The Voyage of the Minotaur – Excerpt

The Voyage of the Minotaur“Hello beautiful ladies,” said an accented voice from the east side of the stream.

Senta and Zurfina both looked up to see Suvir Kesi standing beneath a large pine. He wore his usual bright blue clothes and yellow fez with a blue tassel on top. He held his right hand straight out and dangled an 8 ½ x 11 inch sheet of paper.

“Uuthanum,” he said, and the paper burst in flame from the bottom, burning upwards as if it had been soaked in lamp oil.

“What the hell was that supposed to be?” asked the sorceress.

“A bit of mathematics,” Kesi giggled. “A result of the mechanism, you might say.”

“Silly thing to die over,” said Zurfina, “Uuthanum.”

She pointed to him with her right index finger, but nothing happened.

“Uuthanum uluchaiia uluthiuth!” shouted Kesi, raising both hands, and pressing them together, palms up.

A sphere of flame formed as he pulled his palms apart. Only two inches across, it surged and swirled there for a second, then shot toward the sorceress. In the thirty feet or so between the two of them, the ball of flame grew until when it hit Zurfina, it was six feet across. It exploded into a huge flash, knocking Senta away and into the water. When she looked back, she saw Zurfina completely on fire, her clothing and even her hair in flames. She too fell into the water, in a cloud of steam and smoke. Kesi let out another shrill laugh.

Senta couldn’t believe it, but Zurfina climbed back to her feet. Most of the black leather pants and leather corset she was wearing were gone, as was most of her blond hair. Her skin was scorched and when she moved, it cracked hideously. She pointed her finger again at Kesi.

“Uuthanum uastus corakathum paj,” she hissed. Again nothing happened.

“Bechnoth uuthanum pestor paj,” said Kesi, stretching out his hand.

A cone of cold, like the simple spell that Senta had learned her first day with Zurfina, but much larger and more powerful sprang from the wizard’s hand. The frosty air cut through the space between the two spellcasters, centering on Zurfina. In seconds, frost formed to cover her entire body, even freezing the stream for ten feet or more around her.

Senta let out a shriek and ran for the protection of the nearest tree on the opposite side of the river from where Kesi stood. She ducked behind a redwood three feet in diameter and dropped to her knees.

“Don’t go far!” called Kesi. “I have something I need to show you!”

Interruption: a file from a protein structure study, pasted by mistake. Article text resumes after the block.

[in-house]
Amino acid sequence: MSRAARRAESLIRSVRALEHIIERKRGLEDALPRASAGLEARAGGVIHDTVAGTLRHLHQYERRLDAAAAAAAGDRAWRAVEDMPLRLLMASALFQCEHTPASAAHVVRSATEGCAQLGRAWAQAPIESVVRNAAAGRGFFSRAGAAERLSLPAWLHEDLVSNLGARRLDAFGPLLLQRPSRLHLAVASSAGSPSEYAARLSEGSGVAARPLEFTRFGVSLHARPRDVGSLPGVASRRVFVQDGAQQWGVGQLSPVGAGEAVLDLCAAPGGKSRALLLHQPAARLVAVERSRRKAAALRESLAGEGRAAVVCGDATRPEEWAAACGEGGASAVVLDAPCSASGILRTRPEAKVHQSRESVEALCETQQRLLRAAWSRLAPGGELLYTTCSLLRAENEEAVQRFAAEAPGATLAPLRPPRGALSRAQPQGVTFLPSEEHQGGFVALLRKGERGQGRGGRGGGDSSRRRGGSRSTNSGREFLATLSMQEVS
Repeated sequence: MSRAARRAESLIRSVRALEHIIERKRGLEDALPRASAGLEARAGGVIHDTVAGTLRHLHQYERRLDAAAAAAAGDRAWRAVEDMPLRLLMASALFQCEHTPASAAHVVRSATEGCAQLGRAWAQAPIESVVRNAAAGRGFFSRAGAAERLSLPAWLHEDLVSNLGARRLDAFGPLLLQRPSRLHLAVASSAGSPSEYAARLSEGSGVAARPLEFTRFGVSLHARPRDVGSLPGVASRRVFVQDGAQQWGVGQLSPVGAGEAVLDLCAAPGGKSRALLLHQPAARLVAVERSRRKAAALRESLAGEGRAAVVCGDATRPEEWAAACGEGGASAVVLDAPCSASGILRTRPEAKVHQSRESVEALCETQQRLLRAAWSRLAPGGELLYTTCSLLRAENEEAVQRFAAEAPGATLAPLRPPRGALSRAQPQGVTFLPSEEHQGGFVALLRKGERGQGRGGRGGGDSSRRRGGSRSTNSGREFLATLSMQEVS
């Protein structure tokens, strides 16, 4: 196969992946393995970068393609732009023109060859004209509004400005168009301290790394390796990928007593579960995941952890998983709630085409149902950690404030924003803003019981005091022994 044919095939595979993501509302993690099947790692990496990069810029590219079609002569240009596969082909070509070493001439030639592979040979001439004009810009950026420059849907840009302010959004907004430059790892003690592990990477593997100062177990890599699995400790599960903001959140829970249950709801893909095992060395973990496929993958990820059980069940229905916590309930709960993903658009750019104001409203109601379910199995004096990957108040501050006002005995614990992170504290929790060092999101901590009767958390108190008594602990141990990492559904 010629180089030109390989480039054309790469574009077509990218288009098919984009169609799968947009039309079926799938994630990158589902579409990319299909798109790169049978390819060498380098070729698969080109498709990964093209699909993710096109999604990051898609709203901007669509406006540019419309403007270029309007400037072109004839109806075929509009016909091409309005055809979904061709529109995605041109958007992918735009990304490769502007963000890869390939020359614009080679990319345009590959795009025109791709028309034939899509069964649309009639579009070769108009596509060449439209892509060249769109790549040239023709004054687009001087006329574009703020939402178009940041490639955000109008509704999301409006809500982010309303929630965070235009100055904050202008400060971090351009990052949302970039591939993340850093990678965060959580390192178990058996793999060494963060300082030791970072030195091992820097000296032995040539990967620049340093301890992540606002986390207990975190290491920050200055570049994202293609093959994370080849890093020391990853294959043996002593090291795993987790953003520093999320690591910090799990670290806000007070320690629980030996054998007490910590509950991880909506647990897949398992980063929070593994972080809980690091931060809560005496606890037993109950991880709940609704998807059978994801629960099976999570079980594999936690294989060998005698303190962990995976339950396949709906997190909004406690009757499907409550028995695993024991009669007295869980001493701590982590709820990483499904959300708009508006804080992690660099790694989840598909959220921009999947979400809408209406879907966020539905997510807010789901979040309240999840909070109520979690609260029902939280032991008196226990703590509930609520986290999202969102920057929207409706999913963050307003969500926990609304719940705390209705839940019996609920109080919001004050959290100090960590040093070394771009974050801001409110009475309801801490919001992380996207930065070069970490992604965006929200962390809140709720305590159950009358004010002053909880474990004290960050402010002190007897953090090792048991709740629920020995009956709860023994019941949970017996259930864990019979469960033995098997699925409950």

It wasn’t the wizard, but a crashing sound that made Senta look around the tree. Just as she had suspected, Zurfina had broken out of the icy prison, melting the frost on her body and the ice in the stream. Senta had always thought that Zurfina could not be harmed by magic, but now the sorceress looked very unsteady. She reached up and snatched something out of the air near her face and threw the invisible object at Suvir Kesi. Whatever it was must have hit near him, because from out of the ground around his feet sprang a dozen black tentacles, each more than ten feet long. They immediately began grappling with the man. Zurfina dropped backwards into a sitting position in the chilly water.

Senta watched as Kesi pulled out a large curved dagger and began to hack at the tentacles, which wrapped themselves around his legs, arms, and neck. There was a real look of panic in his face, but after a moment, he began cutting more of the slippery black tentacles than grew to replace the ones lost. A look of triumph came over him and he slashed with renewed vigor until the last of the squiggly conjurations were gone. Throughout it all, Zurfina sat unmoving, the six-inch deep water flowing around her.

“Nothing to say?” asked Kesi, looking down at the sorceress. “Power all gone? I don’t think so. You still look a little feisty to me.”

“Uuthanum rechthinov uluchaiia,” he said.

Even as he did so, the sorceress grabbed another of the glamours floating around her head and threw it. It looked as though it took all her energy to do so. A bolt of lightning shot from Kesi’s hand directly at her. But a misty form, shaped like the spectral hand of some ghostly giant appeared out of nowhere, palm raised up like that of a police constable directing traffic, and the lightning bolt ricocheted away at a sharp angle.

“That was it, wasn’t it?” said the wizard. “Now you’re done. Thank goodness for that mechanical contraption. Without it, I never would have been able to formulate a spell powerful enough to counter magic that, well let’s be honest, is normally greater than mine by a factor of four.”


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